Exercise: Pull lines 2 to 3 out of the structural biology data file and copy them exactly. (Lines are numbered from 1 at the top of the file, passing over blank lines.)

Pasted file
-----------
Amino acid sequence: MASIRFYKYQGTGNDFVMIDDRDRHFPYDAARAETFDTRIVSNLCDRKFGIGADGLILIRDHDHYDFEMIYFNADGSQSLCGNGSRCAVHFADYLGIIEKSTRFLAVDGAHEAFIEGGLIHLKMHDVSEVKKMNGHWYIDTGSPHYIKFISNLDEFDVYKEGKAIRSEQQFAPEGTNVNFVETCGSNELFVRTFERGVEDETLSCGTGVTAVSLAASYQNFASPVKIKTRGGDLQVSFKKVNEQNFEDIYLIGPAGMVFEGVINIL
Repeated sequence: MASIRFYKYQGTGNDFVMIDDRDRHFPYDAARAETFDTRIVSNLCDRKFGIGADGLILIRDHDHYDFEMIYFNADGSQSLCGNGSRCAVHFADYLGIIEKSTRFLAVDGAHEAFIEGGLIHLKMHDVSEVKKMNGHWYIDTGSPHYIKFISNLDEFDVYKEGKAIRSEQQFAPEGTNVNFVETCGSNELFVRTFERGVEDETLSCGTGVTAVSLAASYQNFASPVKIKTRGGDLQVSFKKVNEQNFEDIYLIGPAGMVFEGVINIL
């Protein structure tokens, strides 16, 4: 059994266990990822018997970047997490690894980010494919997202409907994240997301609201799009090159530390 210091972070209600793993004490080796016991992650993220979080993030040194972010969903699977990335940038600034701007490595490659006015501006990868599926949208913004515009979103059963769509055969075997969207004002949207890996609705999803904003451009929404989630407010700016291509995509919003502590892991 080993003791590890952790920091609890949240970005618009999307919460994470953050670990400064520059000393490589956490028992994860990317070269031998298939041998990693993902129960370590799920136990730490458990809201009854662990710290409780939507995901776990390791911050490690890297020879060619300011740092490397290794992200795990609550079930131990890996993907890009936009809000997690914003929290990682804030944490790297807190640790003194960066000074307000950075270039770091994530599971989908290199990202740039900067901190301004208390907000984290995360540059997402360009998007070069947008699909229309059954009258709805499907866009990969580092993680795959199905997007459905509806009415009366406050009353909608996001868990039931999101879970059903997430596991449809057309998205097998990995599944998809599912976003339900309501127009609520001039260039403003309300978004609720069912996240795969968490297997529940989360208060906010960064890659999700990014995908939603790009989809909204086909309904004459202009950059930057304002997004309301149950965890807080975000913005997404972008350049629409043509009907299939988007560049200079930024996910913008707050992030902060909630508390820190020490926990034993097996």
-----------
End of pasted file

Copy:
Repeated sequence: MASIRFYKYQGTGNDFVMIDDRDRHFPYDAARAETFDTRIVSNLCDRKFGIGADGLILIRDHDHYDFEMIYFNADGSQSLCGNGSRCAVHFADYLGIIEKSTRFLAVDGAHEAFIEGGLIHLKMHDVSEVKKMNGHWYIDTGSPHYIKFISNLDEFDVYKEGKAIRSEQQFAPEGTNVNFVETCGSNELFVRTFERGVEDETLSCGTGVTAVSLAASYQNFASPVKIKTRGGDLQVSFKKVNEQNFEDIYLIGPAGMVFEGVINIL
């Protein structure tokens, strides 16, 4: 059994266990990822018997970047997490690894980010494919997202409907994240997301609201799009090159530390 210091972070209600793993004490080796016991992650993220979080993030040194972010969903699977990335940038600034701007490595490659006015501006990868599926949208913004515009979103059963769509055969075997969207004002949207890996609705999803904003451009929404989630407010700016291509995509919003502590892991 080993003791590890952790920091609890949240970005618009999307919460994470953050670990400064520059000393490589956490028992994860990317070269031998298939041998990693993902129960370590799920136990730490458990809201009854662990710290409780939507995901776990390791911050490690890297020879060619300011740092490397290794992200795990609550079930131990890996993907890009936009809000997690914003929290990682804030944490790297807190640790003194960066000074307000950075270039770091994530599971989908290199990202740039900067901190301004208390907000984290995360540059997402360009998007070069947008699909229309059954009258709805499907866009990969580092993680795959199905997007459905509806009415009366406050009353909608996001868990039931999101879970059903997430596991449809057309998205097998990995599944998809599912976003339900309501127009609520001039260039403003309300978004609720069912996240795969968490297997529940989360208060906010960064890659999700990014995908939603790009989809909204086909309904004459202009950059930057304002997004309301149950965890807080975000913005997404972008350049629409043509009907299939988007560049200079930024996910913008707050992030902060909630508390820190020490926990034993097996």